role within the Office of Strategic Intelligence and
Information), ECF No. 29-4.
• Special Agents in Charge manage divisions within each
office, under the direction of Assistant Directors and Deputy
Assistant Directors. See, e.g., Decl. of Richard
Elias (“Elias Decl.”) ¶ 8 (noting that
Special Agent in Charge Nelson Garabito managed the
Protective Intelligence and Assessment Division
(“PIAD”)), ECF No. 29-3.
• Assistants to the Special Agent in Charge
(“ATSAICs”) assist the Special Agent in Charge of
each division. See, e.g., Decl. of Nelson Garabito
(“Garabito Decl.”) ¶ 19 (discussing the
three ATSAIC positions available within PIAD in October
2010), ECF No. 29-5.
• And ATSAICs in turn supervise Special Agents. See,
e.g., Sept. 2011 Decl. of Michael Markowicz
(“Markowicz Sept. 2011 Decl.”) ¶ 7 (noting
that Special Agent Markowicz's first line supervisor in
2010 was ATSAIC Robert Long), Pl.'s Opp'n Def.'s
Mot. Summ. J. (“Pl.'s Opp'n”) Ex. A, ECF
October 7, 2010, the Secret Service's Personnel Division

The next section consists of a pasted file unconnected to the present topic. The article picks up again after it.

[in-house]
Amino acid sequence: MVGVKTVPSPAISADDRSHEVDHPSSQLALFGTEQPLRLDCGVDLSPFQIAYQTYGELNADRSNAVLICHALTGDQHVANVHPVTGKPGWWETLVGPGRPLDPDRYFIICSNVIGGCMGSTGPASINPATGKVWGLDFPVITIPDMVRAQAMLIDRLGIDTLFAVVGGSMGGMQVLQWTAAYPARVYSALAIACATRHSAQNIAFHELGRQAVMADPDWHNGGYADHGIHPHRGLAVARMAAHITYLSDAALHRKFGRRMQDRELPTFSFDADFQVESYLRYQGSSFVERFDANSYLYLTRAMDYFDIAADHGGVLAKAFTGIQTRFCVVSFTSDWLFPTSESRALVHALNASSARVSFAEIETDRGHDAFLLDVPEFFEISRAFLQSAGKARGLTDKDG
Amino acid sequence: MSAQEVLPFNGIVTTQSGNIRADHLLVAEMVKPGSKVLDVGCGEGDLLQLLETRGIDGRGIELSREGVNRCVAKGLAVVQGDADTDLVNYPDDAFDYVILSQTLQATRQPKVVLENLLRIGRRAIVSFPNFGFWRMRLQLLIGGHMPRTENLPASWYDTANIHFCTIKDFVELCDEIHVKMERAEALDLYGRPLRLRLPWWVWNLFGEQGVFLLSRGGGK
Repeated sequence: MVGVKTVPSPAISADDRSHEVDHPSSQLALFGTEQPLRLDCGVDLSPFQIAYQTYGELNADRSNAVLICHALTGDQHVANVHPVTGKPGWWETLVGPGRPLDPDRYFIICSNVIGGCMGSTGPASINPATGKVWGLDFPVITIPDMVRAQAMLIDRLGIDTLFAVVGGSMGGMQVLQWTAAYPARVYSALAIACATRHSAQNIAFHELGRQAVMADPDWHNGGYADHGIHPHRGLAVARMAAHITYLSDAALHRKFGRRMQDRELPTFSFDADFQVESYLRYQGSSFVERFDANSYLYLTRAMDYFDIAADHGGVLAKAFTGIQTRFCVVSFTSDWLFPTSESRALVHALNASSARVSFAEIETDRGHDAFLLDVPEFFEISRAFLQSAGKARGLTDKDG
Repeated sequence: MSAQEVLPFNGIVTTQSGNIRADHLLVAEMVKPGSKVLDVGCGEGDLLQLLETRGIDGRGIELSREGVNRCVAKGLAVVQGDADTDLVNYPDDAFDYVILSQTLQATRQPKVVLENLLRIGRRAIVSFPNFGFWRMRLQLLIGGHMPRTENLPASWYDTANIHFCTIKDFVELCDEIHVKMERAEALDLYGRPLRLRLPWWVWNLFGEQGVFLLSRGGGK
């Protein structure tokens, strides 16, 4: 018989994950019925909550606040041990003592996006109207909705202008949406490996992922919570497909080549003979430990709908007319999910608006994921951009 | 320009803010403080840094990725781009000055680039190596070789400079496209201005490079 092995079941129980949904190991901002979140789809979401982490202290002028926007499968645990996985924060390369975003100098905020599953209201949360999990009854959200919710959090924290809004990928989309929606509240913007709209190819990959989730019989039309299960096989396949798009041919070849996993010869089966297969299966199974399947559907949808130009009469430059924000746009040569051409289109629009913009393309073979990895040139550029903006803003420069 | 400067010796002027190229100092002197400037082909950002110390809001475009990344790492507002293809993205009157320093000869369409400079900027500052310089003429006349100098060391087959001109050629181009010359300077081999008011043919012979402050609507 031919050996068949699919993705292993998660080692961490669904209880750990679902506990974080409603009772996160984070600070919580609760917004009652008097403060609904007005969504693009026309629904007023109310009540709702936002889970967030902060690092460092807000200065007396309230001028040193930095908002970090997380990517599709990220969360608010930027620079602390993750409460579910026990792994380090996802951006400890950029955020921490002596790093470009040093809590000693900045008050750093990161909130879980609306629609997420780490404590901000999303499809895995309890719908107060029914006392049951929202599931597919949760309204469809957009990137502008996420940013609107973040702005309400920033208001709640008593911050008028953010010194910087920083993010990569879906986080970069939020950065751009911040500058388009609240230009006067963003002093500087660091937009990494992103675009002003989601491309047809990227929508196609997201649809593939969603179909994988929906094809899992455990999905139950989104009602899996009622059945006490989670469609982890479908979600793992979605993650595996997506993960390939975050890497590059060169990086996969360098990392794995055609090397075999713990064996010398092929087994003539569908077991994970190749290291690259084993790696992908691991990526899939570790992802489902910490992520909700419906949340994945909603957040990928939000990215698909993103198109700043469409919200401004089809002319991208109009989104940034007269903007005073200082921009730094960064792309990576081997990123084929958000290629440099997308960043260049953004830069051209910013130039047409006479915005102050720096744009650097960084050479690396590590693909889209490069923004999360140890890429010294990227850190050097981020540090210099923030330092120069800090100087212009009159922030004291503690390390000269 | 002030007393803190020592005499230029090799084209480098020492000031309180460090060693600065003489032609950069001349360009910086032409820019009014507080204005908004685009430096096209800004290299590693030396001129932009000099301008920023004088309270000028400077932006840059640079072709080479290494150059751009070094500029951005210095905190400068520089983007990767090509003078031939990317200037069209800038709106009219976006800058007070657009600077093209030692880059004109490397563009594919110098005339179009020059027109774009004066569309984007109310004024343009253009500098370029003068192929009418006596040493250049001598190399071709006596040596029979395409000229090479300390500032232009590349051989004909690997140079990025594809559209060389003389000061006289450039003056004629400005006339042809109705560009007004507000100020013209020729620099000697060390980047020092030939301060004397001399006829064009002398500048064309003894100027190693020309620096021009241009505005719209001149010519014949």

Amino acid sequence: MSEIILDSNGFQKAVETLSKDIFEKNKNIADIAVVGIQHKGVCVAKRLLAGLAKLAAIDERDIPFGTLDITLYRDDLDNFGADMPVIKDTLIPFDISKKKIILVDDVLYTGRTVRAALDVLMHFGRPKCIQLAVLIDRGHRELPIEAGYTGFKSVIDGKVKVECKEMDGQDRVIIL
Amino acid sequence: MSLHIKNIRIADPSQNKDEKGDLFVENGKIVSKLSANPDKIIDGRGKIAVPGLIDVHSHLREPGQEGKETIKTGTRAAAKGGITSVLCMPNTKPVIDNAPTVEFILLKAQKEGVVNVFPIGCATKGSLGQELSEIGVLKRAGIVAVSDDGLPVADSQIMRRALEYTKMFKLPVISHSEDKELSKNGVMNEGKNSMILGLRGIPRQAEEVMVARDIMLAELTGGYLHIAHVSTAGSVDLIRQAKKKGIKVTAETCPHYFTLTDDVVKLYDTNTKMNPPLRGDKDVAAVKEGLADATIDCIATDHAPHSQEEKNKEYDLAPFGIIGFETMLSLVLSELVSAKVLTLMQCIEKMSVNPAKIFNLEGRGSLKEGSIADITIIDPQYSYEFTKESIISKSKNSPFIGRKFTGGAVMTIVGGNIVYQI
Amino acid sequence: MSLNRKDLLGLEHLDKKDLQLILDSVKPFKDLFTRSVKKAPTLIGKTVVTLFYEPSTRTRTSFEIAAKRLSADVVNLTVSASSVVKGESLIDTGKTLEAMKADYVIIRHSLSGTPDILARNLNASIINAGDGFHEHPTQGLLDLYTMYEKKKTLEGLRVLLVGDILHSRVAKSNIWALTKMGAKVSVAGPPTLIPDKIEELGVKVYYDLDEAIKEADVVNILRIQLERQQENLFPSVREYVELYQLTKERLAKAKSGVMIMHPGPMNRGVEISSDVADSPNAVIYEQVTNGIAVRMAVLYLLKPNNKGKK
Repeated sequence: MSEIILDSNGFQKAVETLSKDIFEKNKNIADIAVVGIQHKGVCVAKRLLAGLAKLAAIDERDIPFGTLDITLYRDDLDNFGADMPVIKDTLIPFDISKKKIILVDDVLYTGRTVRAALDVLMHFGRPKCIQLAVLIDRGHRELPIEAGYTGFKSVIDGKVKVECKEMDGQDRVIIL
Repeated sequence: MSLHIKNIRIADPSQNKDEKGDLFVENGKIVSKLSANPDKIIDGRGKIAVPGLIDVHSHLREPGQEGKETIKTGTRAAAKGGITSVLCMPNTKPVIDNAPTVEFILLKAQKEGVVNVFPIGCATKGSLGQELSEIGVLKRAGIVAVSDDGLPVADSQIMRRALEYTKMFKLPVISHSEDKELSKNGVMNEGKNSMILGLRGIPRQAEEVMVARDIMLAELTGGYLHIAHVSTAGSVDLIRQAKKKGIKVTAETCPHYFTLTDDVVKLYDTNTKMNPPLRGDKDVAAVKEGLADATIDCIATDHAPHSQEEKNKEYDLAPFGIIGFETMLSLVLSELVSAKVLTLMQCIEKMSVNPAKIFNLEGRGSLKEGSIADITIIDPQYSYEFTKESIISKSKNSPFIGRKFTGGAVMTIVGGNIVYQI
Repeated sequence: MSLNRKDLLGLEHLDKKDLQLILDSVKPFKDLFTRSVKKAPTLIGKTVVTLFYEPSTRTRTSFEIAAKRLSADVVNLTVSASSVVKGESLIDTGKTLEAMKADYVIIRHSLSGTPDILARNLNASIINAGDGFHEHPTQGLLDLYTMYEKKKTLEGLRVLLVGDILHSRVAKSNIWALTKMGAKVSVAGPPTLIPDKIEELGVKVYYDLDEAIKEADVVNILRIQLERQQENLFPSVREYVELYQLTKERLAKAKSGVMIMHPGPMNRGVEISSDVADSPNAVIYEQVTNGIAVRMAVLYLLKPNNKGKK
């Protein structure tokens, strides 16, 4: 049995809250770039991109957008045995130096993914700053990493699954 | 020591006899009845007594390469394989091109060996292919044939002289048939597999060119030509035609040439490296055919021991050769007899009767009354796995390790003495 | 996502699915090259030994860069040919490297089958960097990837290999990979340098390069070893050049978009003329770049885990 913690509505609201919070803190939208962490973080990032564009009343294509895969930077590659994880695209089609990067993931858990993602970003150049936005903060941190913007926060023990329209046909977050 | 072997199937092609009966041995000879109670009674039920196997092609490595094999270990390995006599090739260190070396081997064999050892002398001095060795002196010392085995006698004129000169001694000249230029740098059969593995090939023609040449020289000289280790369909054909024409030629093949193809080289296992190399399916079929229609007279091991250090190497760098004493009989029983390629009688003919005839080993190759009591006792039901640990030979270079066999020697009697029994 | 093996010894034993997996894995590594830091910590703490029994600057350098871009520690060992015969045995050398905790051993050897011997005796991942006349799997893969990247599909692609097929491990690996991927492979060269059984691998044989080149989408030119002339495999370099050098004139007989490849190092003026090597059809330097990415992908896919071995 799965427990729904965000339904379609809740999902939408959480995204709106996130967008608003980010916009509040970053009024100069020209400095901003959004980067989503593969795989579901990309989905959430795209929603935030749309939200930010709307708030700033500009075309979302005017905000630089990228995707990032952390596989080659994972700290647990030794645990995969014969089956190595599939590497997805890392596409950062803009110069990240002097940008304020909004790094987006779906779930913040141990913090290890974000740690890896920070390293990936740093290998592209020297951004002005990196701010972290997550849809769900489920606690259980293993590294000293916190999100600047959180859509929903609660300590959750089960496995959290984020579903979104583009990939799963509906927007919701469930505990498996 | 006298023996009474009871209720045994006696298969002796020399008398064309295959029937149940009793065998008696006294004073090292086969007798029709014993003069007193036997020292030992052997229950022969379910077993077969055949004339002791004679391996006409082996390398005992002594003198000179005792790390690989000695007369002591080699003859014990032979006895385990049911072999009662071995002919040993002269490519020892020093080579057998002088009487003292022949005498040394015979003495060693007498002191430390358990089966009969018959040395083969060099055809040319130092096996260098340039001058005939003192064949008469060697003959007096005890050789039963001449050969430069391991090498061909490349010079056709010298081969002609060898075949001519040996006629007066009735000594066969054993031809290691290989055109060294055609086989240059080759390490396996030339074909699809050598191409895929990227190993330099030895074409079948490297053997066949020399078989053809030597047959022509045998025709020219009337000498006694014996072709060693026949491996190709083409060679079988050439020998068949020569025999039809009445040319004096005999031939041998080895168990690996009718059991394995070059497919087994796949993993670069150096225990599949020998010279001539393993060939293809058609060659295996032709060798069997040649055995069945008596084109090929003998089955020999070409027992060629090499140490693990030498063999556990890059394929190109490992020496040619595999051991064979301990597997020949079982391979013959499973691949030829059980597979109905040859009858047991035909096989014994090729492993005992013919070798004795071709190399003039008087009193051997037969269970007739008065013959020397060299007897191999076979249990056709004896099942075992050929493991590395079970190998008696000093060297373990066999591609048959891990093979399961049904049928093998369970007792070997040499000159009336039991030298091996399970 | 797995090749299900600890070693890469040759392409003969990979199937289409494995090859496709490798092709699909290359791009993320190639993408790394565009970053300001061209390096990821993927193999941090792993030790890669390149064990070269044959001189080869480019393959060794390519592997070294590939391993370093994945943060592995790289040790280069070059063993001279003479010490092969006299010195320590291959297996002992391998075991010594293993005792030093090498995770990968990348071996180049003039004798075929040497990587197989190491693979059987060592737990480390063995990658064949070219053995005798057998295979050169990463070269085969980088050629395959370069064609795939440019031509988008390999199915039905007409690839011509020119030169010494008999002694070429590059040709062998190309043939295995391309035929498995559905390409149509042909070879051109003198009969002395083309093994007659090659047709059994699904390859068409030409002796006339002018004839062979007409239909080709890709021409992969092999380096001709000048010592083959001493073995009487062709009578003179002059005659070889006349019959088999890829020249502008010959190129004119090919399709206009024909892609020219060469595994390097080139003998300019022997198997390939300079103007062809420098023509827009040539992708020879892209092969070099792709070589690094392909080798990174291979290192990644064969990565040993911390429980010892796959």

announced a vacancy (“Vacancy 10101”) for three
ATSAIC positions in PIAD, within the Office for Strategic
Intelligence and Information. Def.'s Statement
¶¶ 10-11; Garabito Decl. ¶ 19. Special Agent
Markowicz applied to fill one of those open positions.
Def.'s Statement ¶ 12.
in the Secret Service are assigned “grade levels”
corresponding to their seniority. See Def.'s
Mot. Ex. 8 at 5-9, ECF No. 29-9. Vacancy 10101 was a GS-14
grade level position, and Special Agent Markowicz was one of
many GS-13 employees seeking the promotion, along with one
GS-14 employee seeking a lateral move. Def.'s Statement
¶¶ 10, 12- 13. To be eligible for a promotion to